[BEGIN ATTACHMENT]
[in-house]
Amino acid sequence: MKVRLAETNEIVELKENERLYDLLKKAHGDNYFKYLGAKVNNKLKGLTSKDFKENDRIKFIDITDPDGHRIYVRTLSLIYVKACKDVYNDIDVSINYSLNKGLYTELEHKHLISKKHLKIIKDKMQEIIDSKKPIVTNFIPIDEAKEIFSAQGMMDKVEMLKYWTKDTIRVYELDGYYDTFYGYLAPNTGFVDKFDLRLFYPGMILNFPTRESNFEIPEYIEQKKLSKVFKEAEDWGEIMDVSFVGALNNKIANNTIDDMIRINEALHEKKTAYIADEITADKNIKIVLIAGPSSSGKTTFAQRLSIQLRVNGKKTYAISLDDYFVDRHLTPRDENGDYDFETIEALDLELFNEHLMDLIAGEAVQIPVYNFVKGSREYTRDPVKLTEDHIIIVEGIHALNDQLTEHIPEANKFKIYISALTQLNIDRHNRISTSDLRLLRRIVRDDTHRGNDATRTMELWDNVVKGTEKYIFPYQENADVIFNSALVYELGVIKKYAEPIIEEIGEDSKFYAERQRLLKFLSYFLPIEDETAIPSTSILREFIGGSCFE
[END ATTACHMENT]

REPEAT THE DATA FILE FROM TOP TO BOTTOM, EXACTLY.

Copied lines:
[in-house]
Amino acid sequence: MKVRLAETNEIVELKENERLYDLLKKAHGDNYFKYLGAKVNNKLKGLTSKDFKENDRIKFIDITDPDGHRIYVRTLSLIYVKACKDVYNDIDVSINYSLNKGLYTELEHKHLISKKHLKIIKDKMQEIIDSKKPIVTNFIPIDEAKEIFSAQGMMDKVEMLKYWTKDTIRVYELDGYYDTFYGYLAPNTGFVDKFDLRLFYPGMILNFPTRESNFEIPEYIEQKKLSKVFKEAEDWGEIMDVSFVGALNNKIANNTIDDMIRINEALHEKKTAYIADEITADKNIKIVLIAGPSSSGKTTFAQRLSIQLRVNGKKTYAISLDDYFVDRHLTPRDENGDYDFETIEALDLELFNEHLMDLIAGEAVQIPVYNFVKGSREYTRDPVKLTEDHIIIVEGIHALNDQLTEHIPEANKFKIYISALTQLNIDRHNRISTSDLRLLRRIVRDDTHRGNDATRTMELWDNVVKGTEKYIFPYQENADVIFNSALVYELGVIKKYAEPIIEEIGEDSKFYAERQRLLKFLSYFLPIEDETAIPSTSILREFIGGSCFE